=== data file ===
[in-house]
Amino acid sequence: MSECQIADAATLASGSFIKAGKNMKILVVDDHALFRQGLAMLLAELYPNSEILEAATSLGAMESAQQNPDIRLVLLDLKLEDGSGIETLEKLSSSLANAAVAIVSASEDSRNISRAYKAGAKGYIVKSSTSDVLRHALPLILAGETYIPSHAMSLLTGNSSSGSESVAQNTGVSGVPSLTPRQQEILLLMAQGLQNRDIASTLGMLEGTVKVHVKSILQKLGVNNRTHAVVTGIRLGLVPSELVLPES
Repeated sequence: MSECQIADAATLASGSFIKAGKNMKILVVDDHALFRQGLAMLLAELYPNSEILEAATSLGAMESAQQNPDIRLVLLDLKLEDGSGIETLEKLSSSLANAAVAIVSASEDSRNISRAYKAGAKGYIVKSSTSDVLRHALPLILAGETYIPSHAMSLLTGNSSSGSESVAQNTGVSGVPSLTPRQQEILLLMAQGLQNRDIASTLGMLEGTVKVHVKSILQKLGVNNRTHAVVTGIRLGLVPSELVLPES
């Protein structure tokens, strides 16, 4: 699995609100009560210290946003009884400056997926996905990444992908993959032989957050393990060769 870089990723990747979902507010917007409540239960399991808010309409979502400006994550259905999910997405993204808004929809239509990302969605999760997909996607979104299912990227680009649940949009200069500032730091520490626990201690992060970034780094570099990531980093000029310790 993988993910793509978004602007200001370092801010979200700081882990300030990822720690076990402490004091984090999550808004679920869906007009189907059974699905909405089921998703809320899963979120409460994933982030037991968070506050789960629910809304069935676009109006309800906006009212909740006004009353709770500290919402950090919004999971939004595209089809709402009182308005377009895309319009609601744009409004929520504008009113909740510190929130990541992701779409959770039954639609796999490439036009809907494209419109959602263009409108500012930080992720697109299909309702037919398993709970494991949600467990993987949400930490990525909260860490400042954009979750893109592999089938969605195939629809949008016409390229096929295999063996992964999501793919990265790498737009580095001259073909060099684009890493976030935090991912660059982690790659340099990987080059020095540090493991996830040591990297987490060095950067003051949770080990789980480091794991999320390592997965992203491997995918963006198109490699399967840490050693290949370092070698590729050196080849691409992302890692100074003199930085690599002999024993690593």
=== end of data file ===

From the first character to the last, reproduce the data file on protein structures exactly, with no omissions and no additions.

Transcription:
[in-house]
Amino acid sequence: MSECQIADAATLASGSFIKAGKNMKILVVDDHALFRQGLAMLLAELYPNSEILEAATSLGAMESAQQNPDIRLVLLDLKLEDGSGIETLEKLSSSLANAAVAIVSASEDSRNISRAYKAGAKGYIVKSSTSDVLRHALPLILAGETYIPSHAMSLLTGNSSSGSESVAQNTGVSGVPSLTPRQQEILLLMAQGLQNRDIASTLGMLEGTVKVHVKSILQKLGVNNRTHAVVTGIRLGLVPSELVLPES
Repeated sequence: MSECQIADAATLASGSFIKAGKNMKILVVDDHALFRQGLAMLLAELYPNSEILEAATSLGAMESAQQNPDIRLVLLDLKLEDGSGIETLEKLSSSLANAAVAIVSASEDSRNISRAYKAGAKGYIVKSSTSDVLRHALPLILAGETYIPSHAMSLLTGNSSSGSESVAQNTGVSGVPSLTPRQQEILLLMAQGLQNRDIASTLGMLEGTVKVHVKSILQKLGVNNRTHAVVTGIRLGLVPSELVLPES
């Protein structure tokens, strides 16, 4: 699995609100009560210290946003009884400056997926996905990444992908993959032989957050393990060769 870089990723990747979902507010917007409540239960399991808010309409979502400006994550259905999910997405993204808004929809239509990302969605999760997909996607979104299912990227680009649940949009200069500032730091520490626990201690992060970034780094570099990531980093000029310790 993988993910793509978004602007200001370092801010979200700081882990300030990822720690076990402490004091984090999550808004679920869906007009189907059974699905909405089921998703809320899963979120409460994933982030037991968070506050789960629910809304069935676009109006309800906006009212909740006004009353709770500290919402950090919004999971939004595209089809709402009182308005377009895309319009609601744009409004929520504008009113909740510190929130990541992701779409959770039954639609796999490439036009809907494209419109959602263009409108500012930080992720697109299909309702037919398993709970494991949600467990993987949400930490990525909260860490400042954009979750893109592999089938969605195939629809949008016409390229096929295999063996992964999501793919990265790498737009580095001259073909060099684009890493976030935090991912660059982690790659340099990987080059020095540090493991996830040591990297987490060095950067003051949770080990789980480091794991999320390592997965992203491997995918963006198109490699399967840490050693290949370092070698590729050196080849691409992302890692100074003199930085690599002999024993690593």